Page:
Monday, October 12, 2015

Multiplier Onion's and shallots order recieved.

 I received an order I purchased  for real multiplier onions.
 The red white and yellow sets I received on another post may be just onion sets. I paid allot of money for. But will not know till next summer if I was cheated. 

What I have now you can tell by looking at them. They are real!

Green Mountain Multiplier:   Large variety recently selected by Kelly Winterton.   I find that it doesn't cure out as reliably as the yellow potato onion it was bred from, and it has more tendency to bolt.  Once cured though, it keeps very well, into spring, and it is most definitely larger, at least twice as large on average.

Copper Shallot:  This is an old school shallot that has a very low tendency to flower.  Newer shallots are almost all grown from seed and will blot if planted.  This one is a beautiful coppery color and makes firm little bulbs and store very well.

I'itoi:Multiplier Onion  This is a very rare multiplying onion that make little bulbs that are a lot like a tiny shallot.  It is very small, but very productive.  It was supposedly introduced by the Spanish centuries ago and has been grown by the O'odam people of the southwest ever since.  It can also be grown and harvested as a scallion or as chives if left to grow without dividing.
Latin Name: Allium cepa var. aggregatum. Synonym: Allium cepa Aggregatum Group.  
Details from the seller. 
2 bulbs each of the classic heirloom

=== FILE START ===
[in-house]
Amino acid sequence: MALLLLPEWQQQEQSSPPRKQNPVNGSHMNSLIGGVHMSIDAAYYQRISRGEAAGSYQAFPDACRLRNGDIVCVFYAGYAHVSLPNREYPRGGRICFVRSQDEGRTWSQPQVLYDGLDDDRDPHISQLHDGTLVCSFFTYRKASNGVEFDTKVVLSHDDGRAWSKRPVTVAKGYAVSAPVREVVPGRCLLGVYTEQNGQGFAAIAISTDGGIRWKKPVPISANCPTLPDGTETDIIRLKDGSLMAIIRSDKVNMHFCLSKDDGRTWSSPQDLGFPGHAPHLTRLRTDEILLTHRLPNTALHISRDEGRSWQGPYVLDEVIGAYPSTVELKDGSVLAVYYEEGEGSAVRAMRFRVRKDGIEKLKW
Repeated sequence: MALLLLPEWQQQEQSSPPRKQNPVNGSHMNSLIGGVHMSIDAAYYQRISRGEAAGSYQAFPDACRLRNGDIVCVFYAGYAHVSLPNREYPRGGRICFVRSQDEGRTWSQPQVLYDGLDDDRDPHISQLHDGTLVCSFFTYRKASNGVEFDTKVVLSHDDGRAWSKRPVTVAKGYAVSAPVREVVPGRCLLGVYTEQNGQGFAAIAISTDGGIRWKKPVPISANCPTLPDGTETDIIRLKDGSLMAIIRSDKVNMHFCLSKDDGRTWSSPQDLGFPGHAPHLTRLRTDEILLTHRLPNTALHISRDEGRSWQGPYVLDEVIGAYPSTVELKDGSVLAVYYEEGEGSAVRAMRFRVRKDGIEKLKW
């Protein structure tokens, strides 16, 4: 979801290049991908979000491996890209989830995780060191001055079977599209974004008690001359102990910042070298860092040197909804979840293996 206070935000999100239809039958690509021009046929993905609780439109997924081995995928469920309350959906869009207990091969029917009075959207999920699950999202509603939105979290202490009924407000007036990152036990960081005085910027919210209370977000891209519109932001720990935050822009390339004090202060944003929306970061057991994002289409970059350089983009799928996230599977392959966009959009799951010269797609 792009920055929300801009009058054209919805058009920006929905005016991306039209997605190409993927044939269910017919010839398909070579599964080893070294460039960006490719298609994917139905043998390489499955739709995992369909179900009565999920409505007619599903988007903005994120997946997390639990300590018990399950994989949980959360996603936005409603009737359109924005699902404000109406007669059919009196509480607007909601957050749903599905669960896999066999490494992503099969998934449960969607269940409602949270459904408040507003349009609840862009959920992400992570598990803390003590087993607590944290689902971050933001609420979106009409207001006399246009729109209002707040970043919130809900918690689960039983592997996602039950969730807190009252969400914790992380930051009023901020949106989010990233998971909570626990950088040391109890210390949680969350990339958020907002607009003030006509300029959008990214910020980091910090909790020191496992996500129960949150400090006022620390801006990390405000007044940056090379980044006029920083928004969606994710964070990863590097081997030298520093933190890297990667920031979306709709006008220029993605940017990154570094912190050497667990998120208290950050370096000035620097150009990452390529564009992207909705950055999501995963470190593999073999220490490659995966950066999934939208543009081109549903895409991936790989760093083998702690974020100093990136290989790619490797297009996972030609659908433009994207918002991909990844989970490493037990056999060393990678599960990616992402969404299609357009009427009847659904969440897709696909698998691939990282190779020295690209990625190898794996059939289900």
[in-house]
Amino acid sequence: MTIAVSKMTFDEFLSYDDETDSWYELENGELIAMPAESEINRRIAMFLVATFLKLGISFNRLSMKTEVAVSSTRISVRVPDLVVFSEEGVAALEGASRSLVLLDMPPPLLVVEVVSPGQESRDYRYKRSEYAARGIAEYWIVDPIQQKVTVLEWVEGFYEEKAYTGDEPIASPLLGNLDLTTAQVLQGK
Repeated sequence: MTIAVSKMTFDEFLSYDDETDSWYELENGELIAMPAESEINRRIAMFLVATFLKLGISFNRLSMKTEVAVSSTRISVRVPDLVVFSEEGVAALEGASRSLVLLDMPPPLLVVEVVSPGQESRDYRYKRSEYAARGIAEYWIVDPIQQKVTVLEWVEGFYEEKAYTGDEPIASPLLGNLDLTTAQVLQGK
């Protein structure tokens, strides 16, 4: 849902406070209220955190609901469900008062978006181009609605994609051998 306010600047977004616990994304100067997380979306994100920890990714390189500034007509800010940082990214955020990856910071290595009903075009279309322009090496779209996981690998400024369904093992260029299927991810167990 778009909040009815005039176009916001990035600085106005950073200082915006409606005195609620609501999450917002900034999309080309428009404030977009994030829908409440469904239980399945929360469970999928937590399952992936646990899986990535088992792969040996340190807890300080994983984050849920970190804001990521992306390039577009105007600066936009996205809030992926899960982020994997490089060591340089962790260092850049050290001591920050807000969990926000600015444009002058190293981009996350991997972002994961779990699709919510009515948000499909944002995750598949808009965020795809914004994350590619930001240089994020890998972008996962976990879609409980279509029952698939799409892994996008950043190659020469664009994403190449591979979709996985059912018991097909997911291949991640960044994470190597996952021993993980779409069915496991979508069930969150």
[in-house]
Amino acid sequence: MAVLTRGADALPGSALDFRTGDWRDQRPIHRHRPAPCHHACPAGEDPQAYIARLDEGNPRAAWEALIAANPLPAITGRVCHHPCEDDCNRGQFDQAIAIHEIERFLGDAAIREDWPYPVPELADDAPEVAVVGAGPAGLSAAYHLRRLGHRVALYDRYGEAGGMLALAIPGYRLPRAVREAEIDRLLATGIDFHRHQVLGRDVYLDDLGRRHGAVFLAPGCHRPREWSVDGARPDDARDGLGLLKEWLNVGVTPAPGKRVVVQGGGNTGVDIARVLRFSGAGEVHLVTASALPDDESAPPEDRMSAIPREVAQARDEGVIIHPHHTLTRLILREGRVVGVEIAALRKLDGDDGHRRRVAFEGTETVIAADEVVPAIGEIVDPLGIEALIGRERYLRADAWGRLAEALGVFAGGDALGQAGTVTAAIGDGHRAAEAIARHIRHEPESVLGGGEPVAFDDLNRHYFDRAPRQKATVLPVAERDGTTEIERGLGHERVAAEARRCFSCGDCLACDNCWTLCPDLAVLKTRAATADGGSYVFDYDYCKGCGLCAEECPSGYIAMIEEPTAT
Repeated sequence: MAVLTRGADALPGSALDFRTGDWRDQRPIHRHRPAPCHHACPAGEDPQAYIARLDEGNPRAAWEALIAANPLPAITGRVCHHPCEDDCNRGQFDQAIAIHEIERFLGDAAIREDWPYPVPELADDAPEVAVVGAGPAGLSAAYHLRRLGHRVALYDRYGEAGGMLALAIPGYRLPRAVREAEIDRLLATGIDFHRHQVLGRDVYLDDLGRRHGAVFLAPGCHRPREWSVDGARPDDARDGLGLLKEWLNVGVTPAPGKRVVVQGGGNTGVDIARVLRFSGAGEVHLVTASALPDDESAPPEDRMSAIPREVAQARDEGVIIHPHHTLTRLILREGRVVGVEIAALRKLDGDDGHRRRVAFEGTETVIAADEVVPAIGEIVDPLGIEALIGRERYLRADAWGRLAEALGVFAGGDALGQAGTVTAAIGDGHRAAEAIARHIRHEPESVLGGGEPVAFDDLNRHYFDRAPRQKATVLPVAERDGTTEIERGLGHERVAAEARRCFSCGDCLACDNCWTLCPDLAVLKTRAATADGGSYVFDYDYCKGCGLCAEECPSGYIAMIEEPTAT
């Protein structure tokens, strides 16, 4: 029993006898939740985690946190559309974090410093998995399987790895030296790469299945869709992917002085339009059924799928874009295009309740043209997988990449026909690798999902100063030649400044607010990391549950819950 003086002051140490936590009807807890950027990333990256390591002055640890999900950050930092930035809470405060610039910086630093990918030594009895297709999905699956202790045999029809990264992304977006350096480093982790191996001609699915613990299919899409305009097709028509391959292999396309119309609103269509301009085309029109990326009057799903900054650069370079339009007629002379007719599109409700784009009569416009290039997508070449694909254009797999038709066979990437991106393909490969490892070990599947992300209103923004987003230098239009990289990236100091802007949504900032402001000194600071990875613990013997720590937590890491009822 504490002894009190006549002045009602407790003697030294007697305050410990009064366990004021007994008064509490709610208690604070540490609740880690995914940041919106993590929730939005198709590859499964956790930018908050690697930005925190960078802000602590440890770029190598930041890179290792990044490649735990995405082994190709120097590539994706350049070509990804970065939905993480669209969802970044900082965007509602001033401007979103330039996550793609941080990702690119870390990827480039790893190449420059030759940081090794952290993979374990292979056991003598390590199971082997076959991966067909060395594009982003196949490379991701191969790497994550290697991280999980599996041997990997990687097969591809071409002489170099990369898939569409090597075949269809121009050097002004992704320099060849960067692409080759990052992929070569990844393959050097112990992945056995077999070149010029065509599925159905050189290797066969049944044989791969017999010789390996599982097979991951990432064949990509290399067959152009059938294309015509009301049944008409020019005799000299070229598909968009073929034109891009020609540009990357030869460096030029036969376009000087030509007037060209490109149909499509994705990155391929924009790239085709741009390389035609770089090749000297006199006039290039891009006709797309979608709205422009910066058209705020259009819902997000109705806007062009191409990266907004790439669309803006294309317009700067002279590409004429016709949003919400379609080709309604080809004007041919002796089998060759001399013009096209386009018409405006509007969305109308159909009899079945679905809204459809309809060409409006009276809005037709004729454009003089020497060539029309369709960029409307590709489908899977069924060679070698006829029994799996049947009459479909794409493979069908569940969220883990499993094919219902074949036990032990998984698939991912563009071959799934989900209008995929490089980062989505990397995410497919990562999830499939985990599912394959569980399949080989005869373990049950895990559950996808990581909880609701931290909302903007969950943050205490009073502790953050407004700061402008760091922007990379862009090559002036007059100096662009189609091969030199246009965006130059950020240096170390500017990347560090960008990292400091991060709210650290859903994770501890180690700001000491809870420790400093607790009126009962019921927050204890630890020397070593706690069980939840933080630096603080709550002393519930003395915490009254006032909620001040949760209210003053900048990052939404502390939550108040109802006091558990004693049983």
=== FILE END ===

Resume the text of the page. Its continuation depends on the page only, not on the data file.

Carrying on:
Yellow Potato Onion:  small to medium multiplier.  Extremely good keeper once cured out.

Yellow Potato Onion The newer Green Mountain Multiplier potato onion, Copper Shallot and I'itoi  All of these reproduce from bulbs, so you plant one and harvest many.  Small bulbs of Yellow potato onion, copper shallot and green mountain produce large bulbs if small bulbs are planted, or they produce many smaller bulbs if a large bulb is planted.  The collection contains two of each bulb.  In many areas, these can be fall planted and should be.  The yellow potato onion is very hardy, and I believe the Green Mountain is too, but I can't be positive about that.  Copper shallot can easily survive temps down to 20 where I live, beyond that I'm not sure.  I'itoi may be more cold sensitive, but should survive temps above 20 degrees if fall or winter planted.  Fall is a traditional time to plant potato onions in the south.  Since these reproduce by bulbs, there is no need to ever buy seed again.  Consider this an investment and a great way to test several varieties without spending a lot.  The potato onions and shallots usually produce about 6 bulbs for each one planted.  The math works out to 6 = 36= 216= 1296 in year three! and the I'itoi can produce large clusters of small onions in one season.

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